Why does the entire English-speaking world have to revise its traditional tort compensation system because doctors refuse to practice good medicine? If a doctor wants to claim that he is practicing defensive medicine should he not be disciplined for failing to practice within the standard of care? Or, has the medical standard of care degenerated to the point where it embraces defensive medicine?

From Lancet, 2006 Jul 15;368(9531):240-6:

Effects of the medical liability system in Australia, the UK, and the USA

Although the direct costs of the medical liability system account for a small fraction of total health spending, the system's indirect effects on cost and quality of care can be much more important. Here, we summarize findings of existing research on the effects of the medical liability systems of Australia, the UK, and the USA. We find systematic evidence of defensive medicine--medical practice based on fear of legal liability rather than on patients' best interests. We conclude with discussion of four avenues for reform of traditional tort compensation for medical injury and several suggestions for future research.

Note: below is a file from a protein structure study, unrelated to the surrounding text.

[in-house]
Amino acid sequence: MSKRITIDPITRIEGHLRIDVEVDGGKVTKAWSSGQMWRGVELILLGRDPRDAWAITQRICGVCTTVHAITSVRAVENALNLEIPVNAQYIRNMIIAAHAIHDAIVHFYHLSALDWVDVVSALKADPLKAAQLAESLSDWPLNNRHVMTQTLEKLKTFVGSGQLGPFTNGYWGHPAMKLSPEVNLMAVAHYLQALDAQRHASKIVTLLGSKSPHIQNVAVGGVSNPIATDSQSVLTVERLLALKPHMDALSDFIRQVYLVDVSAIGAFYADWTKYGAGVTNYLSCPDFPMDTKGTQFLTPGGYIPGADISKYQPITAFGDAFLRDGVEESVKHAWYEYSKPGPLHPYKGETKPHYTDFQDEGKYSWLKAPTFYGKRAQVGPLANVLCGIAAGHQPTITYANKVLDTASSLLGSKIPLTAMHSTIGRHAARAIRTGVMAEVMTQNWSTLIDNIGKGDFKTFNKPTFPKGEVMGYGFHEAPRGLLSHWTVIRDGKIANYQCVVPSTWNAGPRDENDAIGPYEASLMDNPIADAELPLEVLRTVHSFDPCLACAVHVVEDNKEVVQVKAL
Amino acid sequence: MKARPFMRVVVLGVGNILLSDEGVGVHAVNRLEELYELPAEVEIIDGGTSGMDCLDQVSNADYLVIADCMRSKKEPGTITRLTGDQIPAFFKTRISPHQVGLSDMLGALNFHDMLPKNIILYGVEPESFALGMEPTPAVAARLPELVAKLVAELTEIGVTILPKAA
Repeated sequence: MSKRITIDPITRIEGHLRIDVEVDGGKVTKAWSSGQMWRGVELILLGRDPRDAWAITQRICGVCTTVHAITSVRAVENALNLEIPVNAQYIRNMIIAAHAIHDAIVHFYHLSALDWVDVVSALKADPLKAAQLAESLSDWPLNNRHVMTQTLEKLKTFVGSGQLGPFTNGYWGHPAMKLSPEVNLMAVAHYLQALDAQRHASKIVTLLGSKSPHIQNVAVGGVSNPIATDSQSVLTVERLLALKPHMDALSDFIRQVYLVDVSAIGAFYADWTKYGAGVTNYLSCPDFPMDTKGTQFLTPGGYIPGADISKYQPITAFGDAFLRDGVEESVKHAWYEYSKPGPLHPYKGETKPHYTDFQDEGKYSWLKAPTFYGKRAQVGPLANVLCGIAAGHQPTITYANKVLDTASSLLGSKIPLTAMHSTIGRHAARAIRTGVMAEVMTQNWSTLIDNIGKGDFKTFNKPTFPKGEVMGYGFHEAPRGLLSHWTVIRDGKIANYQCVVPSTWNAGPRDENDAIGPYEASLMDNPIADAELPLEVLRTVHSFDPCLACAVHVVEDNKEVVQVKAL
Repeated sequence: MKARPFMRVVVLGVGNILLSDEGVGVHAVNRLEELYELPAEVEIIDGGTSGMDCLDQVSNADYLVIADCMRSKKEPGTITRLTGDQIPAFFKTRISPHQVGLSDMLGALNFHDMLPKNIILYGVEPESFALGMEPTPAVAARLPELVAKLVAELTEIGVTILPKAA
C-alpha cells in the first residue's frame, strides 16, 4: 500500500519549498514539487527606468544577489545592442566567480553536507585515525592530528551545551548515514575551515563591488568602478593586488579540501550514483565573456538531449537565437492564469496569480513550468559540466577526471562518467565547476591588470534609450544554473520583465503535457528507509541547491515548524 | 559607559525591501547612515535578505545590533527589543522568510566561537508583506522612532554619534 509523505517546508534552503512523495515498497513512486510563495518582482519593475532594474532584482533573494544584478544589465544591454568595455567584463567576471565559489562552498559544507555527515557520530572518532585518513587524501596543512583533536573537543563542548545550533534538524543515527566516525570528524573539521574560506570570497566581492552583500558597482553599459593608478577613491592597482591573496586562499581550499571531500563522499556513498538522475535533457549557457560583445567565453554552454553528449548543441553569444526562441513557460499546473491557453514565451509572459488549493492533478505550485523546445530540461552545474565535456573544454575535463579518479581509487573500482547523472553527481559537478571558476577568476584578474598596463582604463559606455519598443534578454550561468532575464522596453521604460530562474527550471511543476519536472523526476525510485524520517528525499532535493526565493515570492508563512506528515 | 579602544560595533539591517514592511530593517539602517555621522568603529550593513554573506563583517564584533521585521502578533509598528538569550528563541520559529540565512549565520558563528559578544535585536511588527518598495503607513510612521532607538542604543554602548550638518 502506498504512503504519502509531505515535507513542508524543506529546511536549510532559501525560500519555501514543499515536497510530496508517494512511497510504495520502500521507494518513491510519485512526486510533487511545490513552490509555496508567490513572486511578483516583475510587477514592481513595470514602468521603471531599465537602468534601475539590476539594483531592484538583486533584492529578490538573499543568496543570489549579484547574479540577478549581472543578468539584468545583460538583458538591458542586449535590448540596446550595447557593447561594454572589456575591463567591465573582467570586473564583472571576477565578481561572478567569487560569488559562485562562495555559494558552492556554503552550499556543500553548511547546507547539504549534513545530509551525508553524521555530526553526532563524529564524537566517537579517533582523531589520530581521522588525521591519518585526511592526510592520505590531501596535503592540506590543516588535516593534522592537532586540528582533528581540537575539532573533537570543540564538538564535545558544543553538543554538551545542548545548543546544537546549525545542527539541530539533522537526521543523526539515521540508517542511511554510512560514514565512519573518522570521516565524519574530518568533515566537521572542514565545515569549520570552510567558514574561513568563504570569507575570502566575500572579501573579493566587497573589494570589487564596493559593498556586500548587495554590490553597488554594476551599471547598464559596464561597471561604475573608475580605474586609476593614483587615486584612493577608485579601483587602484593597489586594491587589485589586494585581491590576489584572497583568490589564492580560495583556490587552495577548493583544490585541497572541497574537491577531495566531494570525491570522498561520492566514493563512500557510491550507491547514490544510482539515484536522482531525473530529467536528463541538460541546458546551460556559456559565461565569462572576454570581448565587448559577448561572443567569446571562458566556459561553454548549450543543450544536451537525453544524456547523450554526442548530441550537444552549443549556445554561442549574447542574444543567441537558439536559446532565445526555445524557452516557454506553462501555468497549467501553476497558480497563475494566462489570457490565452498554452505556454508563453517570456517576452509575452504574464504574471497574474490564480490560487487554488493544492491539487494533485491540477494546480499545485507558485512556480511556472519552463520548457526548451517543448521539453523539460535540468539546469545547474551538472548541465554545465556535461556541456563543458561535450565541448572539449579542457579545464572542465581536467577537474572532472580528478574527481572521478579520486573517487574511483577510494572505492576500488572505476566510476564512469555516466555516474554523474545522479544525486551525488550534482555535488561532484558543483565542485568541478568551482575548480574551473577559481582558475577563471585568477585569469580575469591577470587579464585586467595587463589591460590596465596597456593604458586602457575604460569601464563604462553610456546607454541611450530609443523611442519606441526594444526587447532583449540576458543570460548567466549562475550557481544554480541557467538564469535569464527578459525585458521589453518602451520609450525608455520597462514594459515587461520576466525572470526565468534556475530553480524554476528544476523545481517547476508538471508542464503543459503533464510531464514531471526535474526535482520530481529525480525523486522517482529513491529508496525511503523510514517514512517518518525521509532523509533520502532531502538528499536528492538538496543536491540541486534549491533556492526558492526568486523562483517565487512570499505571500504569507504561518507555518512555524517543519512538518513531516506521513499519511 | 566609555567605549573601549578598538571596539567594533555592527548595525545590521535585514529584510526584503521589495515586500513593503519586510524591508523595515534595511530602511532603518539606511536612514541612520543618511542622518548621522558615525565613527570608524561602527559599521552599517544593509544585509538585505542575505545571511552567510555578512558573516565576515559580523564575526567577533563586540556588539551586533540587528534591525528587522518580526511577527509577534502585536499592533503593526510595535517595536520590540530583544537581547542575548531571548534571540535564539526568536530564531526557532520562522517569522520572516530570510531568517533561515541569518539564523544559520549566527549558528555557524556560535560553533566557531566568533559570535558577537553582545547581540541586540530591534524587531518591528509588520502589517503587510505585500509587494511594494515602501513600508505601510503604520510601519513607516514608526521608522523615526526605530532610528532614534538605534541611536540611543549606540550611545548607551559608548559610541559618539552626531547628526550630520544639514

June 29, 2006

By Greedy Trial Lawyer

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Trigger Lock Civics Lessons In Congress

Category: Gaming The System

Today's civics lessons come from Washington. Lesson #1 - It ain't over until it's over in Congress. Lesson #2 - If you want to repeal a popular law, attach it as an amendment to a spending bill. Lesson #3 - The gun lobby never sleeps.

House votes to overturn mandatory gun locks

The U.S. House of Representatives voted on Wednesday to overturn a recently enacted law requiring safety trigger locks on all hand guns sold in the United States.